The NHS has fast-tracked a drug with the intention of addressing the debilitating condition of the prostate cancer.
Clinical trials indicate that docetaxel can extend the life of men are suffering with this aggressive form of cancer by more than 12 months.
Following the decision by the NHS, it is now possible for clinicians throughout the health service to prescribe this medicine immediately.
Prostate is the most common cancer in men in the UK, affecting one in eight at some point in their lives.
Over 9,000 British residents dying from prostate cancer on an annual basis.
Docetaxel could extend life for over 4,500 men every year who already have advanced cases of prostate cancer.
Angela Culhane, the chief executive of Prostate Cancer UK, believes that the decision related to this drug is excellent news for sufferers of the malignant cancer all over the UK.
“It is critical that specialists are made aware that this use of docetaxel treatment is available so that no man misses out. Earlier docetaxel must become the standard for men who can benefit from it and we will continue applying pressure until we are sure this is the case.”
In addition, Culhane also suggested that the response of the NHS in this department is indicative of the flexible approach that the health service should take to new drugs in the future.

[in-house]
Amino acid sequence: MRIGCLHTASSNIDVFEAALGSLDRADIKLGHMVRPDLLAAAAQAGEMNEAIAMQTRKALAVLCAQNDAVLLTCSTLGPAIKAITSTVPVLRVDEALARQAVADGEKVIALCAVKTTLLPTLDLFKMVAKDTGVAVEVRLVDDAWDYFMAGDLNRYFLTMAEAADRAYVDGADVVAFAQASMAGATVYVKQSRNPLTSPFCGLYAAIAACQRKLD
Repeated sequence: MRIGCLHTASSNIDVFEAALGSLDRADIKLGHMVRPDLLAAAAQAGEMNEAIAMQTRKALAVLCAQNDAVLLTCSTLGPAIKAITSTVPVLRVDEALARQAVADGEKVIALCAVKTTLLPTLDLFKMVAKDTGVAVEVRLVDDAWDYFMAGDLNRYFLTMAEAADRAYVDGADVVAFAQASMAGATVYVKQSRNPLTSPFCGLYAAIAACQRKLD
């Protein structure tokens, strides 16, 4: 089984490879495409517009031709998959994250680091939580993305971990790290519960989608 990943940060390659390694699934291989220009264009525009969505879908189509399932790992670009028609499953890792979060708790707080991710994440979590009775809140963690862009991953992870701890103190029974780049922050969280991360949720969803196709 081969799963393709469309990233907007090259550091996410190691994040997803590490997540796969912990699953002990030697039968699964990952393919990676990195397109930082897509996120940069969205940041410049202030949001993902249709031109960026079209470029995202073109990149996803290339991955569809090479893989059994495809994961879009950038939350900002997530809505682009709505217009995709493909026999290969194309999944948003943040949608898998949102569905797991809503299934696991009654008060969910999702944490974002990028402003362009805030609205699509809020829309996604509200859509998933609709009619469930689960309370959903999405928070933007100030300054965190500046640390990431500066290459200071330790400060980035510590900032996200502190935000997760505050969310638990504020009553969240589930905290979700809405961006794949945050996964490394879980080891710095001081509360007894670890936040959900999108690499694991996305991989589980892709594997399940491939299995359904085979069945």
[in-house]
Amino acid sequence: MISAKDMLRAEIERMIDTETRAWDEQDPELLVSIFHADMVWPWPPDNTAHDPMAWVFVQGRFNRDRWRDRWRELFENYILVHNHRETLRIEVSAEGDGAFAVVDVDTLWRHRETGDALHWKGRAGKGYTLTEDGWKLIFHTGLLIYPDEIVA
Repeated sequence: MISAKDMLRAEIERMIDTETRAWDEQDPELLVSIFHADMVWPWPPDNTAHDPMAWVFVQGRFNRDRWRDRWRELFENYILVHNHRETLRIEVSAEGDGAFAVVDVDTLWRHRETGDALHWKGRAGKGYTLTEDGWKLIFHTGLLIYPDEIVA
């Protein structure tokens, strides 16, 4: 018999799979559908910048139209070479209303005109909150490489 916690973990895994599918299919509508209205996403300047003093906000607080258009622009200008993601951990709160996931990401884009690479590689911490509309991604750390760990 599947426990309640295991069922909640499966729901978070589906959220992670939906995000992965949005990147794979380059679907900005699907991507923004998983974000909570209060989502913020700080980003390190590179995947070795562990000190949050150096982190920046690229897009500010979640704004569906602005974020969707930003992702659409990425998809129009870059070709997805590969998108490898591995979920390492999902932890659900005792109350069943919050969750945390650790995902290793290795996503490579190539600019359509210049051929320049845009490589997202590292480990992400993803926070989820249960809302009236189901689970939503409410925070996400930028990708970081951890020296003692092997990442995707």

“This fast-track response to new evidence indicates what can be achieved when there is the will in the system. It must set a precedent for other treatments that demonstrate clear clinical benefit when used in different ways.”
Jonathan Fielden, the director of specialised services at NHS England, also commented on the issue, stating that the scientific evidence supporting the prescription of this particular drug was incontestable.
“Rigorous new evidence shows that this drug brings significant benefits for patients with advanced prostate cancer. So working closely with patient groups and cancer specialists, NHS England is now pleased to be fast-tracking its wider availability.”
Prostate cancer is disproportionately present in older men, while a family history of the condition can also be a major risk factor.
It has also been shown that black men in particular suffer from prostate cancer in large numbers.
Although docetaxel is being prescribed as a medicinal drug for the first time, the substance has already been used within the NHS previously.
Docetaxel chemotherapy forms part of the routine NHS treatment for men with advanced prostate cancer.
However, this has previously only been prescribed once men have become resistant to androgen deprivation therapy.
In future, it will be possible for both the treatments to be commenced simultaneously, and NHS officials are hopeful that this will have a positive influence on treatment of prostate cancer.